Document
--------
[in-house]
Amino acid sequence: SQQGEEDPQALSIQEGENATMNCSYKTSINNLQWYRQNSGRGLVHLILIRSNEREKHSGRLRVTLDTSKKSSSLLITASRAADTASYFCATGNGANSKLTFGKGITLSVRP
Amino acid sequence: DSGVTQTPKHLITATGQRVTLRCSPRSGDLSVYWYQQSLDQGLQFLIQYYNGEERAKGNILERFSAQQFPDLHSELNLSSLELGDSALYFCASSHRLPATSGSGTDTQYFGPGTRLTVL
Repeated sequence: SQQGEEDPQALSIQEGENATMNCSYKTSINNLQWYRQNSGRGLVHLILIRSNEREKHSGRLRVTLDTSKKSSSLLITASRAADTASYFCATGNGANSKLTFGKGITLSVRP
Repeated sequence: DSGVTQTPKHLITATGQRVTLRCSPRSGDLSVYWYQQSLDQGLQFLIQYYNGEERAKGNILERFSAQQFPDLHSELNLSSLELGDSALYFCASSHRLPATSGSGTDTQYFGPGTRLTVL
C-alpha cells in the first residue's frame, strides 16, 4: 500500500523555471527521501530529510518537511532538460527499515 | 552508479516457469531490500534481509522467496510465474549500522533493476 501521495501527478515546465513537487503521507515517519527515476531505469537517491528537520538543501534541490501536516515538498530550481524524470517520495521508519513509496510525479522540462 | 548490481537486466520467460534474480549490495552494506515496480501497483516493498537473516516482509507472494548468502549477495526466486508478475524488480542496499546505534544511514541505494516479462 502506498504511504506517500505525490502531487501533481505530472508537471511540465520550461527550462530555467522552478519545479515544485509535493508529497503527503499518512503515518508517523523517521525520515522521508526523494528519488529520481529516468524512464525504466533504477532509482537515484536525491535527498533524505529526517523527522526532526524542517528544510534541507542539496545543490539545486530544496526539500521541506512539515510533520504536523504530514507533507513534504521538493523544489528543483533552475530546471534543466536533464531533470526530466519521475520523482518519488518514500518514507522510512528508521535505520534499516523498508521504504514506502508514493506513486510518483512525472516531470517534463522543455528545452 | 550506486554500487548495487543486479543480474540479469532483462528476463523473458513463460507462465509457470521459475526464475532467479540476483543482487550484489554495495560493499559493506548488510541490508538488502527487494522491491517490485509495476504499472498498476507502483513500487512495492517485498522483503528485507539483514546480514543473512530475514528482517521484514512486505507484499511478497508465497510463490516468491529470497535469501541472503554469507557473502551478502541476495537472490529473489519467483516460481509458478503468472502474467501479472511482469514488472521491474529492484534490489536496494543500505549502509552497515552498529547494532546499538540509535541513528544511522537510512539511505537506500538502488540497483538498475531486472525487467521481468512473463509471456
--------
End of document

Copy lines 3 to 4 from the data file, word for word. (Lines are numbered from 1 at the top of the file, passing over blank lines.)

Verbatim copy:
Amino acid sequence: DSGVTQTPKHLITATGQRVTLRCSPRSGDLSVYWYQQSLDQGLQFLIQYYNGEERAKGNILERFSAQQFPDLHSELNLSSLELGDSALYFCASSHRLPATSGSGTDTQYFGPGTRLTVL
Repeated sequence: SQQGEEDPQALSIQEGENATMNCSYKTSINNLQWYRQNSGRGLVHLILIRSNEREKHSGRLRVTLDTSKKSSSLLITASRAADTASYFCATGNGANSKLTFGKGITLSVRP